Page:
My favourite moment in The Godfather comes when Michael, barely moving his mouth, assures his brother: “It’s not personal, Sonny, it’s strictly business.” He’s not killing a New York City police captain to avenge his broken jaw, but to advance the Corleone family’s commercial interests.
It was a line I remembered when I first heard of the poisoning of Alexei Navalny, the Russian anti-corruption campaigner whose viral videos have done more than anything to expose the luxurious lifestyles of the Kremlin’s elite (here’s one about a vice-premier, a jet and a pedigree corgi). Commentators regularly explain such poisonings – like that of Sergei and Yulia Skripal in 2018, or that of Alexander Litvinenko in 2006, or indeed many others – by saying that Vladimir Putin is settling old scores, eradicating perceived traitors.… Seguir leyendo »
The scale of global kleptocracy has become so vast — by some accounts, more than one trillion dollars is stolen annually from developing countries — that it is almost impossible to imagine how the problem could ever be defeated. But a tiny victory in Ukraine shows a way forward.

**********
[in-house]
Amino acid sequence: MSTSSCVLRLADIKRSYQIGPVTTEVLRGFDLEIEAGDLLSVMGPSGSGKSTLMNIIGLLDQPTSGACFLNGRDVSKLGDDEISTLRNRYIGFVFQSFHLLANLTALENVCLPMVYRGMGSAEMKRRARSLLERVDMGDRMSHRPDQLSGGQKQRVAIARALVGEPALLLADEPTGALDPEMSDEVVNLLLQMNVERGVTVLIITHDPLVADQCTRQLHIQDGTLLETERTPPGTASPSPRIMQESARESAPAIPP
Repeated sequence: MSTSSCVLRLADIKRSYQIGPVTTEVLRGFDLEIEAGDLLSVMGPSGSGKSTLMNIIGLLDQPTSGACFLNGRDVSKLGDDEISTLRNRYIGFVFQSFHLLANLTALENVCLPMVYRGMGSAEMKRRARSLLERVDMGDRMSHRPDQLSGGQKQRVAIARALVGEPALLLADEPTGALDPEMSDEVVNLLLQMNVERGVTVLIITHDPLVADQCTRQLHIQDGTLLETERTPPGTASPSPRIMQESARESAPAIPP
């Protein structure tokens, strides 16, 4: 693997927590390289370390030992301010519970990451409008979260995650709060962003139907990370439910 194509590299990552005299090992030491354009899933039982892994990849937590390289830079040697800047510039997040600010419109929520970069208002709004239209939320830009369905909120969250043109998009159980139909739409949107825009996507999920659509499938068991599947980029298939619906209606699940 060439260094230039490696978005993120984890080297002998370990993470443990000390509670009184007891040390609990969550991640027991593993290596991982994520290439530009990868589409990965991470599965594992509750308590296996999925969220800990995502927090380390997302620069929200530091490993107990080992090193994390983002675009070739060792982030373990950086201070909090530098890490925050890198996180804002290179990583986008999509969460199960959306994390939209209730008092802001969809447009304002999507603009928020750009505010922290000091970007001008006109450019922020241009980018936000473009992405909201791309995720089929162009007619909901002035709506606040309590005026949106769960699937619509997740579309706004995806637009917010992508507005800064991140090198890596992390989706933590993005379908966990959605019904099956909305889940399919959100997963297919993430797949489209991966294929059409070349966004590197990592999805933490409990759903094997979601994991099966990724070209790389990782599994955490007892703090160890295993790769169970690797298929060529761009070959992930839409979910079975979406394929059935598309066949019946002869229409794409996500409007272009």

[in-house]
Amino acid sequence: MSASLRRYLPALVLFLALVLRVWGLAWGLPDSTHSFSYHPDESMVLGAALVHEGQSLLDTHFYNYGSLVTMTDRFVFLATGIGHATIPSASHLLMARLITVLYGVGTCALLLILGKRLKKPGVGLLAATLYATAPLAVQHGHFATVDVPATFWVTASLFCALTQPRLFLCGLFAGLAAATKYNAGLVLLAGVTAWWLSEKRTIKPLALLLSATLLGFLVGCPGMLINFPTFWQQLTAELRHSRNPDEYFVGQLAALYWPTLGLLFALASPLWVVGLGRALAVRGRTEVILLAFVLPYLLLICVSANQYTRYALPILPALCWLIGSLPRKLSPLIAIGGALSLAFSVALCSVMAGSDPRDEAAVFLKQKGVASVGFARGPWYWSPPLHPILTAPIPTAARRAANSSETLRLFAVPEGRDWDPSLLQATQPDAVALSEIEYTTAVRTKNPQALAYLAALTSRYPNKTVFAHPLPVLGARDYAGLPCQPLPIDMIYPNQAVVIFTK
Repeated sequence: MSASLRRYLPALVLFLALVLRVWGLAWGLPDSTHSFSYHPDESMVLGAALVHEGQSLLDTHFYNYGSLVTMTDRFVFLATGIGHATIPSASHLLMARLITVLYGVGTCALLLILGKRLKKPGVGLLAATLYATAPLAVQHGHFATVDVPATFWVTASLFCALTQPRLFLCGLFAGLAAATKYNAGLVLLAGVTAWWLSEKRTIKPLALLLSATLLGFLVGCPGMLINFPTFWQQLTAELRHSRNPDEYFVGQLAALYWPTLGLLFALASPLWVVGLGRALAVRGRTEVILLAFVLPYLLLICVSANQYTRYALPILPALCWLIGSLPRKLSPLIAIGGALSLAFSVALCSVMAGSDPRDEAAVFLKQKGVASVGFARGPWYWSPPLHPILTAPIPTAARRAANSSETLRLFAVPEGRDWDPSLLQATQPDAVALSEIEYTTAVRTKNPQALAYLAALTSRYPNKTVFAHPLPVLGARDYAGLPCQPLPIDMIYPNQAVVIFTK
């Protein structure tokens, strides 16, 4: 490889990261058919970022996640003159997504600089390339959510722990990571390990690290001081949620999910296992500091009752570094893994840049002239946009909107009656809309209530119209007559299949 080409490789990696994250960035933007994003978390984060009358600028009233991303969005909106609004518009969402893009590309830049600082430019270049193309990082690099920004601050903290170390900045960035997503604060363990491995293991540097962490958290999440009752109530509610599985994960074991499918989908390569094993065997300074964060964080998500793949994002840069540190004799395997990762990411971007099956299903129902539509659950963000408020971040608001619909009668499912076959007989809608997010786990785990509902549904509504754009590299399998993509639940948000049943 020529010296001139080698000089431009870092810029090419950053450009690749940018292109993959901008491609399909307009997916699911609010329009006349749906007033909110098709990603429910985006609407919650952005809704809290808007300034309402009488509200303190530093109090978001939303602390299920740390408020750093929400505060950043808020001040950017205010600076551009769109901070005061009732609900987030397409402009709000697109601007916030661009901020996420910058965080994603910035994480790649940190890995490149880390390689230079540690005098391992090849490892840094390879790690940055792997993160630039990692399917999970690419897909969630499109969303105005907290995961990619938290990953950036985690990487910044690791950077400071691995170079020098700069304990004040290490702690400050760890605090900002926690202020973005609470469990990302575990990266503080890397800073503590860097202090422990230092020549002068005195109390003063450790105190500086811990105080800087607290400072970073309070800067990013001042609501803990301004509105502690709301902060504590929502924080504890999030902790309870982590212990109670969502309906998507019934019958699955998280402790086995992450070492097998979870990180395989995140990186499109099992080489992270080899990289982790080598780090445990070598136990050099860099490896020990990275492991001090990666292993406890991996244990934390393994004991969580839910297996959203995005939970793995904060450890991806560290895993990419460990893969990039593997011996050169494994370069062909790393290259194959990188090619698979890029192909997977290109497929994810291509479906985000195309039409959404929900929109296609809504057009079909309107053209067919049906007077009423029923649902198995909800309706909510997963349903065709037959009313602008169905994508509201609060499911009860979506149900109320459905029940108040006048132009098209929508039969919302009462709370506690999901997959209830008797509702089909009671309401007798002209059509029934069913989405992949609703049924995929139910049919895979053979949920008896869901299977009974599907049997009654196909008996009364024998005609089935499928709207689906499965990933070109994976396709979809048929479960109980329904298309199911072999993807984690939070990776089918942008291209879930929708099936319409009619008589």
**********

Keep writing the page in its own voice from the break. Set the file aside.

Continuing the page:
Ukraine has high rates of smoking and drinking, and the national delicacy — salo, or cured pork fat — is representative of a heart-unhealthy traditional cuisine. Cardiovascular disease is by far the leading cause of death in the country, killing two out of every three Ukrainians. Despite this alarming statistic, however, surgeons have long struggled to obtain stents, the small tubes of steel mesh used to open up the arteries that supply oxygen to the heart after they have become clogged.… Seguir leyendo »
I think David Cameron was the worst prime minister Britain has had in the 40 years I’ve been alive, but his replacement, Theresa May, is competing hard for the title. She has jettisoned the strategic sense that was Mr. Cameron’s only worthwhile talent, and has scrapped his best initiative: fighting international corruption and tax evasion with financial transparency.
Files from HSBC leaked in 2015 showed how years earlier Swiss bankers had conspired with wealthy Westerners to help them dodge taxes. Last year, the Panama Papers revealed the use of shell companies to help corrupt officials hide their money.
This month, journalists in a dozen countries uncovered how officials in Azerbaijan had laundered billions of dollars through companies in Britain with accounts at a Danish bank in Estonia, for the benefit of people in Germany, France, Iran, Kazakhstan, Britain and elsewhere.… Seguir leyendo »
The difference between Aleppo now and Grozny, the capital of Chechnya, at the turn of the millennium is that Western leaders are at least trying to save the Syrians trapped in the besieged city. A decade and a half ago, there were precious few diplomatic missions for the Chechens. Within months of taking power, Vladimir V. Putin had moved decisively to regain control of Chechnya — which had broken free of Moscow’s control in a brief but nasty war in the mid-1990s — and world leaders mostly just looked on.